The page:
lochia

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lochia

 [lo´ke-ah]
a vaginal discharge occurring after childbirth. Lochia discharge should be checked every 15 minutes for the first hour after delivery, once every hour for the first 8 hours, and then every 8 hours. adj., adj lo´chial.
lochia al´ba the final vaginal discharge after childbirth, largely mucus, when the amount of blood is decreased and the leukocytes are increased; it is usually of 10 to 14 days' duration but may last for 6 weeks.
lochia cruen´ta lochia rubra.
lochia purulen´ta lochia alba.
lochia ru´bra that occurring immediately after childbirth, consisting of blood, fragments of decidua, and mucus. It usually lasts from 1 to 3 days.
lochia sanguinolen´ta (lochia sero´sa) the vaginal discharge occurring 3 to 10 days after delivery. It is pink or brown-tinged and contains blood, mucus, and leukocytes.

lo·chi·a

(lō'kē-ă),
Discharges from the vagina of mucus, blood, and tissue debris, following childbirth.
[G. neut. pl. of lochios, relating to childbirth, fr. lochos, childbirth]

lochia

/lo·chia/ (lo´ke-ah) a vaginal discharge occurring during the first week or two after childbirth.lo´chial
lochia al´ba  the final vaginal discharge after childbirth, when the amount of blood is decreased and the leukocytes are increased.
lochia cruen´ta  l. rubra.
lochia ru´bra  that occurring immediately after childbirth, consisting almost entirely of blood.
lochia sanguinolen´ta  l. serosa.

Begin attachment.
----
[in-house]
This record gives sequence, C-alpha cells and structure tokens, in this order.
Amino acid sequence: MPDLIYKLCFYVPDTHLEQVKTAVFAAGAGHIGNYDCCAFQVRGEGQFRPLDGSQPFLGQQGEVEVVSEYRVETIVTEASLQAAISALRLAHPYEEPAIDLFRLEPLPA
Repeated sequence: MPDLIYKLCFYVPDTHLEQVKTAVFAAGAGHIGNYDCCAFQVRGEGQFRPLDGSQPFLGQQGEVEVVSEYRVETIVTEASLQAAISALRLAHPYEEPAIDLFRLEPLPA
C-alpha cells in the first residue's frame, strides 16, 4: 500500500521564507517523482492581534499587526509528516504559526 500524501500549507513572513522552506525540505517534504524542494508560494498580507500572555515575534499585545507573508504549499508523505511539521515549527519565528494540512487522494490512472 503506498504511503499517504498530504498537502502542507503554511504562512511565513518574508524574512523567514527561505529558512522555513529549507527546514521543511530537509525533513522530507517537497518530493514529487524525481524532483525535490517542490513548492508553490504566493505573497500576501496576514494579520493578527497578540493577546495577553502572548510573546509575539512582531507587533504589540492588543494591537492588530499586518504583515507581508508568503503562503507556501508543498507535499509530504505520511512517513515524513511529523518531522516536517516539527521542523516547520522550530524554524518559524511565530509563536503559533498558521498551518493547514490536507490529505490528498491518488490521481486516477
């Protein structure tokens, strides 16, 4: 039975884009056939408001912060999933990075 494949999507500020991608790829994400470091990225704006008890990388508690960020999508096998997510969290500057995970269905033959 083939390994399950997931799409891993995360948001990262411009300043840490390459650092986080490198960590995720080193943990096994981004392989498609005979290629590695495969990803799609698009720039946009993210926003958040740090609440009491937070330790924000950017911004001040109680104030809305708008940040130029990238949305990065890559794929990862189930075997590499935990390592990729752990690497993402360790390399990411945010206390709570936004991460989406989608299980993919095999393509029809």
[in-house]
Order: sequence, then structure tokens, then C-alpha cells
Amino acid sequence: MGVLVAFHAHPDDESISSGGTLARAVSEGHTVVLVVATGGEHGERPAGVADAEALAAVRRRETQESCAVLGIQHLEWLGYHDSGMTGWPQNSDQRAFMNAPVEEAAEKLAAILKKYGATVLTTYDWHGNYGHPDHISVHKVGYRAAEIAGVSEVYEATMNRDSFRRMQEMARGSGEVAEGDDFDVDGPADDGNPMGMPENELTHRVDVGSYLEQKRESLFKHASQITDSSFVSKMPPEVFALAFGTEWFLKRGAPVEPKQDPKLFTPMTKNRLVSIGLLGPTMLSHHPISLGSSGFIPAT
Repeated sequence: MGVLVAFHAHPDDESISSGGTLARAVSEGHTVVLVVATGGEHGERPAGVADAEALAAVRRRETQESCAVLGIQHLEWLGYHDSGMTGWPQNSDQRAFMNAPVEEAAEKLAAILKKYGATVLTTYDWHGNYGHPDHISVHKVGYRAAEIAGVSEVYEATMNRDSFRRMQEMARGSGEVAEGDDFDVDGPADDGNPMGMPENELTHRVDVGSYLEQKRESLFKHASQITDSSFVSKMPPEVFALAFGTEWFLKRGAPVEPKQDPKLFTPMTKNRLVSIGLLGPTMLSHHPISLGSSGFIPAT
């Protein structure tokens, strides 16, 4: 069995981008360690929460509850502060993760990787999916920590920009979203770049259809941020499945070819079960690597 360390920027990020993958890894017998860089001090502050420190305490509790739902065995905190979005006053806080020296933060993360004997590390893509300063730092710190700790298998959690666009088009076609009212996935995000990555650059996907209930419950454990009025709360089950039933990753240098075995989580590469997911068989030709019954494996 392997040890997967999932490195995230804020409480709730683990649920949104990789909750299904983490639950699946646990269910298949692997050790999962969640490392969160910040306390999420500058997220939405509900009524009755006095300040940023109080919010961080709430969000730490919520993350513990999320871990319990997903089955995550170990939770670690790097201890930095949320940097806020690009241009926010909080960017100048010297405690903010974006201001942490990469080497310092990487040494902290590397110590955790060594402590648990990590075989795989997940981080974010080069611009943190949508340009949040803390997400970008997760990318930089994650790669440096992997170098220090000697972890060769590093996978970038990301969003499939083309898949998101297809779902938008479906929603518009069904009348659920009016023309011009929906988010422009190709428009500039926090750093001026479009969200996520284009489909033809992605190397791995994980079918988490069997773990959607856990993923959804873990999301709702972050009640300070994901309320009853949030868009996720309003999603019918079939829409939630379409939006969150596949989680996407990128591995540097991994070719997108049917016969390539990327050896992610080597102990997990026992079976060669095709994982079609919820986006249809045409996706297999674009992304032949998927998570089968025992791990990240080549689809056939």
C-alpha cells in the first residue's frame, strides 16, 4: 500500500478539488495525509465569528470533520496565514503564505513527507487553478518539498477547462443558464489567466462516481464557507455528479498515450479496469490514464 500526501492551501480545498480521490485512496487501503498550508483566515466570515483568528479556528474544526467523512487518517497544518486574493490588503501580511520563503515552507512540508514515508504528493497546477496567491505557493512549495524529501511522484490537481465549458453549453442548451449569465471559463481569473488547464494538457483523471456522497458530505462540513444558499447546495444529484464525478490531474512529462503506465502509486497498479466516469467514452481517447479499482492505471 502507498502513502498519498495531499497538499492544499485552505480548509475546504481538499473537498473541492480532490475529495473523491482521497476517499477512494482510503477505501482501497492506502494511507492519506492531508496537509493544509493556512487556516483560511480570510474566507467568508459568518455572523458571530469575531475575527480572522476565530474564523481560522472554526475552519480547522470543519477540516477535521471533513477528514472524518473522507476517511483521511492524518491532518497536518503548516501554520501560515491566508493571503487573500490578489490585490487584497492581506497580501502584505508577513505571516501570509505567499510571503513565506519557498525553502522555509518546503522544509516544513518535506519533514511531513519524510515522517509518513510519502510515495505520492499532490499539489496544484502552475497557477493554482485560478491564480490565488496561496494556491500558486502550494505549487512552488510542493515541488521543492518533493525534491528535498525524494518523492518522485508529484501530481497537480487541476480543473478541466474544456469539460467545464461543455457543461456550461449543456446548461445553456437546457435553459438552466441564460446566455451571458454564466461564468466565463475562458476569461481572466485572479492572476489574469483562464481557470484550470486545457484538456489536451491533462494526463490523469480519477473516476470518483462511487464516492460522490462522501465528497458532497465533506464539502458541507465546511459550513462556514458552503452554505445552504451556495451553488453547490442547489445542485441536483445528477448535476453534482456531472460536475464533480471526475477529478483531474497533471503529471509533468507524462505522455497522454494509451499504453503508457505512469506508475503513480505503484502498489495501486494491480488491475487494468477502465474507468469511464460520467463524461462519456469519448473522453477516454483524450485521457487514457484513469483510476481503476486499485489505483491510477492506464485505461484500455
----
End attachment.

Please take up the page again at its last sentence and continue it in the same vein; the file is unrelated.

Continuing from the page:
lochia sero´sa  the serous vaginal discharge occurring four or five days after childbirth.

lochia

(lō′kē-ə, lŏk′ē-ə)
pl.n. Medicine
The normal uterine discharge of blood, tissue, and mucus from the vagina after childbirth.

lo′chi·al adj.

lochia

[lō′kē·ə]
Etymology: Gk, lochos, childbirth
the discharge that flows from the vagina after childbirth. During the first 2 to 4 days after delivery, the lochia is red or brownish red (called lochia rubra) and is made up of blood, endometrial decidua, fetal lanugo, vernix, and sometimes meconium, and it has a fleshy odor. About the third day the amount of blood diminishes. The placental site exudes serous material, erythrocytes, lymph, cervical mucus, and microorganisms from the superficial layer called lochia serosa. During the next 10 to 14 days bacteria appear in large numbers along with mucinous decidual material and epithelial cells, causing the lochia to appear whitish yellow (lochia alba). This may continue for 3 to 6 weeks into the postpartum period. lochial, adj.

lo·chi·a

(lō'kē-ă)
Discharge from the vagina of mucus, blood, and tissue debris, following childbirth.
[G. neut. pl. of lochios, relating to childbirth, fr. lochos, childbirth]

lochia

The discharge of blood, mucus and particles of tissue from the womb, mainly coming from site of the afterbirth (PLACENTA), during the first 2 or 3 weeks after birth. The discharge is red for the first 3 or 4 days and usually disappears by about the tenth day. Offensive-smelling lochia suggests infection and is a danger sign.

lochia

a vaginal discharge occurring during the first week or two after parturition.

lochia alba
the final vaginal discharge after parturition, when the amount of blood is decreased and the leukocytes are increased.
lochia cruenta
lochia rubra.
lochia purulenta
lochia alba.
lochia rubra
that occurring immediately after parturition, consisting almost entirely of blood.
lochia sanguinolenta
the serous uterine discharge occurring four or five days after parturition. Called also lochia serosa.
lochia serosa
see lochia sanguinolenta (above).